Computers & Security, vol. 39 (B), Elsevier, pp. 117-126, 11/2013. DOI (I.F.: 1.172)
Continuous authentication is mainly associated with the use of biometrics to guarantee that a resource is being accessed by the same user throughout the usage period. Wireless devices can also serve as a supporting technology for continuous authentication or even as a complete alternative to biometrics when accessing proximity-based services. In this paper we present the implementation of a secure, non-invasive continuous authentication scheme supported by the use of Wearable Wireless Devices (WWD), which allow users to gain access to proximity-based services while preserving their privacy. Additionally we devise an improved scheme that circumvents some of the limitations of our implementation.
Journal of Network and Computer Applications, vol. 59, Elsevier, pp. 301–314, 01/2016. (I.F.: 3.500)
Interoperability of distributed systems in charge of monitoring and maintaining the different critical domains belonging to Smart Grid scenarios comprise the central topic of this paper. Transparency in control transactions under a secure and reliable architecture is the aim of the policy enforcement system proposed here. The approach is based on the degree of observation of a context and on the role-based access control model defined by the IEC-62351-8 standard. Only authenticated and authorised entities are able to take control of those distributed elements (e.g., IEC-61850 objects) located at distant geographical locations and close to the critical infrastructures (e.g., substations). To ensure the effectiveness of the approach, it is built on graphical-theoretical formulations corresponding to graph theory, where it is possible to illustrate power control networks through power-law distributions whose monitoring relies on structural controllability theory. The interconnection of these distributions is subject to a network architecture based on the concept of the supernode where the interoperability depends on a simple rule-based expert system. This expert system focuses not only on accepting or denying access, but also on providing the means to attend to extreme situations, avoiding, as much as possible, the overloading of the communication. Through one practical study we also show the functionalities of the approach and the benefits that the authorisation itself can bring to the interoperability.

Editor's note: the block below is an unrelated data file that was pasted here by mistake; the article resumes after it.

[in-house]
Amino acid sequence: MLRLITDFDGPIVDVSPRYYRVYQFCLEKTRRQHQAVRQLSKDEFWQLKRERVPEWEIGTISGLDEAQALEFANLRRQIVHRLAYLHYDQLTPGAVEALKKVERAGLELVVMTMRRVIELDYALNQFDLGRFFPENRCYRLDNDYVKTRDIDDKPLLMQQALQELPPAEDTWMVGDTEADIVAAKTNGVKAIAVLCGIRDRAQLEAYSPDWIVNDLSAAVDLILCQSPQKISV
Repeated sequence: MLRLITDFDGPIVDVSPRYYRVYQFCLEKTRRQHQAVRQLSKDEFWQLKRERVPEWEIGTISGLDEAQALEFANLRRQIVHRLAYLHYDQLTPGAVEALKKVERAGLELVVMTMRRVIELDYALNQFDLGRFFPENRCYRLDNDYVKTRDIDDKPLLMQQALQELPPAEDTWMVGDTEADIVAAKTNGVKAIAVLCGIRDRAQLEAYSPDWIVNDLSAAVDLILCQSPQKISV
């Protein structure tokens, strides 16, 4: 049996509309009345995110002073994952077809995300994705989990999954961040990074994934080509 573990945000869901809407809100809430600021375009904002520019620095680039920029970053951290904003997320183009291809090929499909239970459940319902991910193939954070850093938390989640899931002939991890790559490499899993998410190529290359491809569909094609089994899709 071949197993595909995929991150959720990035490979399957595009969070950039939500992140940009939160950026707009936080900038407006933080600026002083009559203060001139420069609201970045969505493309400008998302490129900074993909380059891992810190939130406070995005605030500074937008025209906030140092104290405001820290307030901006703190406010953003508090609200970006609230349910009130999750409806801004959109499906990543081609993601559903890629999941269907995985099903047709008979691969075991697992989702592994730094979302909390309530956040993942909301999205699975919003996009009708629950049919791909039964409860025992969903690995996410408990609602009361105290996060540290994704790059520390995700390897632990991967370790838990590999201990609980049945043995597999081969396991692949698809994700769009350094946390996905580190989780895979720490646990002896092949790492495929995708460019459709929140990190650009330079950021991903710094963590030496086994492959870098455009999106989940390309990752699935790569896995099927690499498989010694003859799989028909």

Computer and Security, vol. 29, elsevier, pp. 501-514, 2010. DOI (I.F.: 0.889)
Network and device heterogeneity, nomadic mobility, intermittent connectivity and, more generally, extremely dynamic operating conditions, are major challenges in the design of security infrastructures for pervasive computing. Yet, in a ubiquitous computing environment, limitations of traditional solutions for authentication and authorization can be overcome with a pervasive public key infrastructure (pervasive-PKI). This choice allows the validation of credentials of users roaming between heterogeneous networks, even when global connectivity is lost and some services are temporarily unreachable. Proof-of-concept implementations and testbed validation results demonstrate that strong security can be achieved for users and applications through the combination of traditional PKI services with a number of enhancements like: (i) dynamic and collaborative trust model, (ii) use of attribute certificates for privilege management, and (iii) modular architecture enabling nomadic mobility and enhanced with reconfiguration capabilities.
European CIIP Newsletter, vol. 11, issue 26, no. 1, European CIIP Newsletter, pp. 27-29, 03/2017.
Revista SIC: Seguridad en Informática y Comunicaciones, vol. 49, pp. 1-2, 2002.
International Journal of Information Security (IJIS), vol. 2, no. 2, Springer, pp. 91-102, 2004.
Public-Key Infrastructures (PKIs) are considered the basis of the protocols and tools needed to guarantee the security demanded for new Internet applications like electronic commerce, government-citizen relationships and digital distribution. This paper introduces a new infrastructure design, Cert’eM, a key management and certification system that is based on the structure of the electronic mail service and on the principle of near-certification. Cert’eM provides secure means to identify users and distribute their public-key certificates, enhances the efficiency of revocation procedures, and avoids scalability and synchronization problems. Because we have considered the revocation problem as priority in the design process, and with a big influence in the rest of the PKI components, we have developed an alternative solution to the use of Certificate Revocation Lists (CRLs), which has become one of the strongest points in this new scheme.